What to Consider Before Starting Construction
So you and your designer have settled on a plan for your remodel or your custom new-build home. You can already envision gathering with family and friends to cook delicious meals in your new chef’s kitchen. Or even feel the warmth of your new steam shower. But before all that can come to fruition, you must embark on what many homeowners say is the most stressful, undesirable process of a major home project: construction. As with most things, the more prepared you are, the better you’ll be able to manage problems when they occur. (And they will occur.) Here are a few things to think about:
Selecting a Contractor
There is no foolproof process for selecting a contractor. Trust is a good starting point for the decision-making process. If you trust the people you’re working with, you’ll likely cut down on hassles and cost overruns. Of course, some people can be too trusting and therefore be taken advantage of, so don’t bet all your chips on trust.
Value for money, experience and referrals are all elements to factor into the sometimes complicated calculations when you’re selecting someone to take your project from design to reality. This is someone with whom you will likely be interacting closely for an extended period of time, so choose someone who fits with how you and your team like to work.
A Bid Is Not the Whole Picture
Although on paper competitive bidding seems to be a foolproof way to get what you want at the lowest price, there are challenges with that approach in real life. If contractors were bidding on something they understood 100 percent, and there were no differences on how they delivered the finished product, then competitive bidding could be a good solution.
But just as the same meal turns out different when prepared by three different chefs, the same set of drawings is interpreted differently by different contractors. We have had clients insist on choosing the lowest bid on a job without considering other critical factors, such as experience, reputation and trustworthiness.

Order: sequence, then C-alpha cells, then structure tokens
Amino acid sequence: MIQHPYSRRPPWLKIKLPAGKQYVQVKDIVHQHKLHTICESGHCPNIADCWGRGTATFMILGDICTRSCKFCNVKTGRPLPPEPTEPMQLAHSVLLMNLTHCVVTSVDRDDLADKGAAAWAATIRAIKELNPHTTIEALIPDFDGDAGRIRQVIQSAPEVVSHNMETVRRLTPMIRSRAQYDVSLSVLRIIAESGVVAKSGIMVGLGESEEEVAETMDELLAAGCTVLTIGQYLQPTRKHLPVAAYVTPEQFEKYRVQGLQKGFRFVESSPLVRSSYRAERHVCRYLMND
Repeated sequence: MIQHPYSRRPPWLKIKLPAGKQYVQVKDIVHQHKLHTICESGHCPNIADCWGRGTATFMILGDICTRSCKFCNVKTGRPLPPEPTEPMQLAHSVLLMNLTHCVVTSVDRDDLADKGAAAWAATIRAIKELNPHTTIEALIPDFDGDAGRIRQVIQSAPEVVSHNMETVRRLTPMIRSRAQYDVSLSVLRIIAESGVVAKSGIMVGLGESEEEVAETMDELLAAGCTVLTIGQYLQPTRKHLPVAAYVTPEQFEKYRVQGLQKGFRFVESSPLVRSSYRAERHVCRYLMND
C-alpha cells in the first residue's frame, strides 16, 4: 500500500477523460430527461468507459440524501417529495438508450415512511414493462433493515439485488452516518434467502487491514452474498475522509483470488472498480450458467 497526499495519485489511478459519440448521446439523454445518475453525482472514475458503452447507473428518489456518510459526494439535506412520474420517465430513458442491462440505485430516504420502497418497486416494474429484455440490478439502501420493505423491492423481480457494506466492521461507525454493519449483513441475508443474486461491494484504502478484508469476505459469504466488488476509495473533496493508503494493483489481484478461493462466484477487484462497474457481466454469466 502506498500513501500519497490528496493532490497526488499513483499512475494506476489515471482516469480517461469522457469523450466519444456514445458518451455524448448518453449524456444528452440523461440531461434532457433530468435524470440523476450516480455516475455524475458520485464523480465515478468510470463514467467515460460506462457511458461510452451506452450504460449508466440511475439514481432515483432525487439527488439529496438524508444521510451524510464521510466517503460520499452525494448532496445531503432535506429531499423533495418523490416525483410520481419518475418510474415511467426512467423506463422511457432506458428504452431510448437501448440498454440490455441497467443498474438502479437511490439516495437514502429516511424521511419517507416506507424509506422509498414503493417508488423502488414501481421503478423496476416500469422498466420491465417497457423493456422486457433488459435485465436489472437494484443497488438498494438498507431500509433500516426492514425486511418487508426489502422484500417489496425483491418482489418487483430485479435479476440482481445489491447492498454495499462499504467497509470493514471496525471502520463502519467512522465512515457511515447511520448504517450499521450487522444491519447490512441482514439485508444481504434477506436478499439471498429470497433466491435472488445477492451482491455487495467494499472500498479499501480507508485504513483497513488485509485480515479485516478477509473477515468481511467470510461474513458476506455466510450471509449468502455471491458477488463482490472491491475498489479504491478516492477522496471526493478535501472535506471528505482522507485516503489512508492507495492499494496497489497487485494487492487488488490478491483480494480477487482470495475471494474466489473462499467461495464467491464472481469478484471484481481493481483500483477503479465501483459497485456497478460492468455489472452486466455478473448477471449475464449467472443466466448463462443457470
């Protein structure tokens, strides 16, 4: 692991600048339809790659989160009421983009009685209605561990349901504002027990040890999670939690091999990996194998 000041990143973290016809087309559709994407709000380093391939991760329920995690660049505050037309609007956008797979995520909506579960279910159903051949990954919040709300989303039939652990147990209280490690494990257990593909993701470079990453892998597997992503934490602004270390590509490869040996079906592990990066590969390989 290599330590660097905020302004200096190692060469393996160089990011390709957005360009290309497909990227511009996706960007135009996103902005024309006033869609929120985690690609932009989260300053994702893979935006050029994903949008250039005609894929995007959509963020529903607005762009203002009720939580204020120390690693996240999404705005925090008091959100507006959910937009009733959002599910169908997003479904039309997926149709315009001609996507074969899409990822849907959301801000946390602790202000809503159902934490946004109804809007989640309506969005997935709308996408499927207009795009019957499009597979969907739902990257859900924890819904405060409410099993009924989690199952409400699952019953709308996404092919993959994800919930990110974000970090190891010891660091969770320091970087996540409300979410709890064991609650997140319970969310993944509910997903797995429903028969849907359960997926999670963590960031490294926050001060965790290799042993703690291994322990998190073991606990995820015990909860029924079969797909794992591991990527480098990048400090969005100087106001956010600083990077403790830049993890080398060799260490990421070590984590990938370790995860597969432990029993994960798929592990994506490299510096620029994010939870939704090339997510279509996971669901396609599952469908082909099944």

Fixed Bids or Time and Materials?
A fixed price implies that the contractor will charge you X dollars at the end of the job — end of story. But most contracts have provisions stipulating that latent conditions (for example, things that are unseen, such as termites in existing walls or large underground impediments to excavation) will add to the price.
Another potential issue with a fixed-price contract is that it tends to put homeowners across the table from their team member (the contractor), as quality decisions are often dictated not by the scope of the project but by the budget. This means that compromises are made in how certain elements are delivered, due to cost implications (such as removing wall finishes like tile) or deleting elements altogether.
Bids: What’s in Them and How to Compare
Your team should help you confirm that what is in the drawings correlates to the bid, so the contractor doesn’t miss anything. It is sometimes hard to do this without experience, because one thing on the drawing may imply several steps in construction or a different way to do things than the contractor might be used to.
As part of the bidding process, what we like to do is go over areas that contractors should spend a bit more time on right off the bat in a meeting, so they cover all the items that are required. Remember, we all want the contractor to give an accurate bid, so he doesn’t get frustrated during construction by having to go back and redo elements of the building. As much as we advocate for our clients, contractors are running a business too and have bills to pay.